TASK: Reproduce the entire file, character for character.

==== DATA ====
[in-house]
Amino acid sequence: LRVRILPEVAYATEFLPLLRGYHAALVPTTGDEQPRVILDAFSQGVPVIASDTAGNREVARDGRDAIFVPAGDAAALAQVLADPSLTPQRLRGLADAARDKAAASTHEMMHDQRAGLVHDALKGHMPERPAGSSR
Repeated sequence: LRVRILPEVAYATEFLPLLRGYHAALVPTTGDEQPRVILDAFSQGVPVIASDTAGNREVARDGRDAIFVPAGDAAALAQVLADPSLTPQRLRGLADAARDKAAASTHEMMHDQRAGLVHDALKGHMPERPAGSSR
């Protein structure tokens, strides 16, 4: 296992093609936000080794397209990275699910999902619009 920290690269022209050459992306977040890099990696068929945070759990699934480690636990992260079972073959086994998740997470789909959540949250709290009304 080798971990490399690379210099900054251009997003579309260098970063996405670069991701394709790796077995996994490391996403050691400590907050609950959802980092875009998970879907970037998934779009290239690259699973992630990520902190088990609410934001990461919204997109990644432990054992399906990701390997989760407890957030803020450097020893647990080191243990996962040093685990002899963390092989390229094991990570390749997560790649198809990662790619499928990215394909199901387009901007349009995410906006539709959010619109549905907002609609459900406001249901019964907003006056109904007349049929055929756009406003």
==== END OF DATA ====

[in-house]
Amino acid sequence: LRVRILPEVAYATEFLPLLRGYHAALVPTTGDEQPRVILDAFSQGVPVIASDTAGNREVARDGRDAIFVPAGDAAALAQVLADPSLTPQRLRGLADAARDKAAASTHEMMHDQRAGLVHDALKGHMPERPAGSSR
Repeated sequence: LRVRILPEVAYATEFLPLLRGYHAALVPTTGDEQPRVILDAFSQGVPVIASDTAGNREVARDGRDAIFVPAGDAAALAQVLADPSLTPQRLRGLADAARDKAAASTHEMMHDQRAGLVHDALKGHMPERPAGSSR
């Protein structure tokens, strides 16, 4: 296992093609936000080794397209990275699910999902619009 920290690269022209050459992306977040890099990696068929945070759990699934480690636990992260079972073959086994998740997470789909959540949250709290009304 080798971990490399690379210099900054251009997003579309260098970063996405670069991701394709790796077995996994490391996403050691400590907050609950959802980092875009998970879907970037998934779009290239690259699973992630990520902190088990609410934001990461919204997109990644432990054992399906990701390997989760407890957030803020450097020893647990080191243990996962040093685990002899963390092989390229094991990570390749997560790649198809990662790619499928990215394909199901387009901007349009995410906006539709959010619109549905907002609609459900406001249901019964907003006056109904007349049929055929756009406003």